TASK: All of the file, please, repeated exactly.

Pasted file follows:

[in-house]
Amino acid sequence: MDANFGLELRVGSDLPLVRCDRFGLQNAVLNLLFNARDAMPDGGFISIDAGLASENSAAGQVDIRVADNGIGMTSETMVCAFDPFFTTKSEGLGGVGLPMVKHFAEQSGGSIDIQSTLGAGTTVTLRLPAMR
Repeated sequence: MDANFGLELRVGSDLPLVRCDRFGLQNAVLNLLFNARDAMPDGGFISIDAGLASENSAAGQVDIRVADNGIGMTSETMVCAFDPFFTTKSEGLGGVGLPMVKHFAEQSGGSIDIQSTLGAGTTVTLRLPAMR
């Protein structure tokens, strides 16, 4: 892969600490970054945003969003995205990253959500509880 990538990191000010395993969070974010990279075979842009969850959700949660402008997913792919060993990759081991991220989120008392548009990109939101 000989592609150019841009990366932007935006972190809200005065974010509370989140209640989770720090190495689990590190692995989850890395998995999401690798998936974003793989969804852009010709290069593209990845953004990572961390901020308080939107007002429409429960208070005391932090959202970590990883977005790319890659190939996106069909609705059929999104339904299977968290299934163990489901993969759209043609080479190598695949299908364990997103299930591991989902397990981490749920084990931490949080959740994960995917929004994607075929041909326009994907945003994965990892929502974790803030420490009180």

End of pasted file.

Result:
[in-house]
Amino acid sequence: MDANFGLELRVGSDLPLVRCDRFGLQNAVLNLLFNARDAMPDGGFISIDAGLASENSAAGQVDIRVADNGIGMTSETMVCAFDPFFTTKSEGLGGVGLPMVKHFAEQSGGSIDIQSTLGAGTTVTLRLPAMR
Repeated sequence: MDANFGLELRVGSDLPLVRCDRFGLQNAVLNLLFNARDAMPDGGFISIDAGLASENSAAGQVDIRVADNGIGMTSETMVCAFDPFFTTKSEGLGGVGLPMVKHFAEQSGGSIDIQSTLGAGTTVTLRLPAMR
């Protein structure tokens, strides 16, 4: 892969600490970054945003969003995205990253959500509880 990538990191000010395993969070974010990279075979842009969850959700949660402008997913792919060993990759081991991220989120008392548009990109939101 000989592609150019841009990366932007935006972190809200005065974010509370989140209640989770720090190495689990590190692995989850890395998995999401690798998936974003793989969804852009010709290069593209990845953004990572961390901020308080939107007002429409429960208070005391932090959202970590990883977005790319890659190939996106069909609705059929999104339904299977968290299934163990489901993969759209043609080479190598695949299908364990997103299930591991989902397990981490749920084990931490949080959740994960995917929004994607075929041909326009994907945003994965990892929502974790803030420490009180």